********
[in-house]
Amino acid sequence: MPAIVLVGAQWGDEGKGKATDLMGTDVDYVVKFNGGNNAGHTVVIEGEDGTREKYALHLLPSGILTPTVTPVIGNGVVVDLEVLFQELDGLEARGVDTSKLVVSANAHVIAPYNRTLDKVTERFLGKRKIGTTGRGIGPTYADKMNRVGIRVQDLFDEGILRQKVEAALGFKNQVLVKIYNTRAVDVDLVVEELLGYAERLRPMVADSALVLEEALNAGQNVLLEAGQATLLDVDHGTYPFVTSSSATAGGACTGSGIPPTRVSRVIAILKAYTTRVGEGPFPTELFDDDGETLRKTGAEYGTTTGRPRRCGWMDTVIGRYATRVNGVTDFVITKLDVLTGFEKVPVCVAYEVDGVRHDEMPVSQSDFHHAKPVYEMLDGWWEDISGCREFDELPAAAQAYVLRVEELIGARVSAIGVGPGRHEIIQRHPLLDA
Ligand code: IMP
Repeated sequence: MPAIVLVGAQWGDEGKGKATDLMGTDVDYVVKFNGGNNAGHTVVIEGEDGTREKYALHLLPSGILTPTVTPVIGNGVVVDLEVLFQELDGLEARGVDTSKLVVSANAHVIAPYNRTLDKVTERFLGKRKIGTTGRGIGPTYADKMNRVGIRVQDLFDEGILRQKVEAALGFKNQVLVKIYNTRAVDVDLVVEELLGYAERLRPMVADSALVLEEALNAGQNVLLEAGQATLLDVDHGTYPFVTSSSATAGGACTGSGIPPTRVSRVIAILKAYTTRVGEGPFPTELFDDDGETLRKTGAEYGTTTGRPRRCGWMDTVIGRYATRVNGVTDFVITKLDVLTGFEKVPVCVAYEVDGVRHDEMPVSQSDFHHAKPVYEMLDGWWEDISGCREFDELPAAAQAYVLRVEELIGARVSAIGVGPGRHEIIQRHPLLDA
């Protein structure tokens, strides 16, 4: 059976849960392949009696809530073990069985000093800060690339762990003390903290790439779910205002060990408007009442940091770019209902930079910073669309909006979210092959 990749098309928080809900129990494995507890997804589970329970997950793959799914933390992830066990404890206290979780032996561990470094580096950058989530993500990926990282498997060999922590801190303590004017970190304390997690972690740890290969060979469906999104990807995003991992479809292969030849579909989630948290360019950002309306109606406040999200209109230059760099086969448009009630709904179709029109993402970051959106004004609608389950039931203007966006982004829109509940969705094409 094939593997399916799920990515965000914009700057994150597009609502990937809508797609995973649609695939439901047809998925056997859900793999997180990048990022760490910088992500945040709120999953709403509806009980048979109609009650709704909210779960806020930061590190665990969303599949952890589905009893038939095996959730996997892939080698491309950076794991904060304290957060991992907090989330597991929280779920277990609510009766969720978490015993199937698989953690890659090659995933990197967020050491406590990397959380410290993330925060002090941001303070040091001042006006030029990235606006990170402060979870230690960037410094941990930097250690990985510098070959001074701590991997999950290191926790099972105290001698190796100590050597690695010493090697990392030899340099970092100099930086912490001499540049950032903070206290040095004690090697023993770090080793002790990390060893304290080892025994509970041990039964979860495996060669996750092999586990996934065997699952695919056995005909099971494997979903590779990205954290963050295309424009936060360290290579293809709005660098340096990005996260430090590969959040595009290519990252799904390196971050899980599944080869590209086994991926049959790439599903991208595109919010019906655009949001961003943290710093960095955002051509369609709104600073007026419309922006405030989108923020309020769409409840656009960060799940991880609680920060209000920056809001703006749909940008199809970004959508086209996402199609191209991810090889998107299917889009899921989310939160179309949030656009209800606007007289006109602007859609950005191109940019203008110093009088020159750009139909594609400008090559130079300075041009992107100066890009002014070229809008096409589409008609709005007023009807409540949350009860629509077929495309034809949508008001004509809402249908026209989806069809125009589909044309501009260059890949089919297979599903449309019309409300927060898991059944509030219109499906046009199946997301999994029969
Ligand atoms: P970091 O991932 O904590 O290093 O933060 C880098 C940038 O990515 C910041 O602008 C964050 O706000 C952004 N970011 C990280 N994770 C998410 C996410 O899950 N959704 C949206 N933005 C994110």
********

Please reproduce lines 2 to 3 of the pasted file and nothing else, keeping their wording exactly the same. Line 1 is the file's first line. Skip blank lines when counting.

Amino acid sequence: MPAIVLVGAQWGDEGKGKATDLMGTDVDYVVKFNGGNNAGHTVVIEGEDGTREKYALHLLPSGILTPTVTPVIGNGVVVDLEVLFQELDGLEARGVDTSKLVVSANAHVIAPYNRTLDKVTERFLGKRKIGTTGRGIGPTYADKMNRVGIRVQDLFDEGILRQKVEAALGFKNQVLVKIYNTRAVDVDLVVEELLGYAERLRPMVADSALVLEEALNAGQNVLLEAGQATLLDVDHGTYPFVTSSSATAGGACTGSGIPPTRVSRVIAILKAYTTRVGEGPFPTELFDDDGETLRKTGAEYGTTTGRPRRCGWMDTVIGRYATRVNGVTDFVITKLDVLTGFEKVPVCVAYEVDGVRHDEMPVSQSDFHHAKPVYEMLDGWWEDISGCREFDELPAAAQAYVLRVEELIGARVSAIGVGPGRHEIIQRHPLLDA
Ligand code: IMP